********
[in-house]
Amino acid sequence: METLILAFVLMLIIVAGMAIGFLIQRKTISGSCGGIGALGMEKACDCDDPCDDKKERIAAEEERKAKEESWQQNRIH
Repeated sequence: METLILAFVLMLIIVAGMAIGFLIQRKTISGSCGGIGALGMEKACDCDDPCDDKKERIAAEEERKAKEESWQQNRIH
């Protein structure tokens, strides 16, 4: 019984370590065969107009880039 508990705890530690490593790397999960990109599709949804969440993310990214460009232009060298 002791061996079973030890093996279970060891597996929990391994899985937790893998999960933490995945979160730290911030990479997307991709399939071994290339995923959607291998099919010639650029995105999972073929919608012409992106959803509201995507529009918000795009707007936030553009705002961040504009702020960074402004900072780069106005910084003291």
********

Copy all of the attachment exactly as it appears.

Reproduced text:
[in-house]
Amino acid sequence: METLILAFVLMLIIVAGMAIGFLIQRKTISGSCGGIGALGMEKACDCDDPCDDKKERIAAEEERKAKEESWQQNRIH
Repeated sequence: METLILAFVLMLIIVAGMAIGFLIQRKTISGSCGGIGALGMEKACDCDDPCDDKKERIAAEEERKAKEESWQQNRIH
């Protein structure tokens, strides 16, 4: 019984370590065969107009880039 508990705890530690490593790397999960990109599709949804969440993310990214460009232009060298 002791061996079973030890093996279970060891597996929990391994899985937790893998999960933490995945979160730290911030990479997307991709399939071994290339995923959607291998099919010639650029995105999972073929919608012409992106959803509201995507529009918000795009707007936030553009705002961040504009702020960074402004900072780069106005910084003291």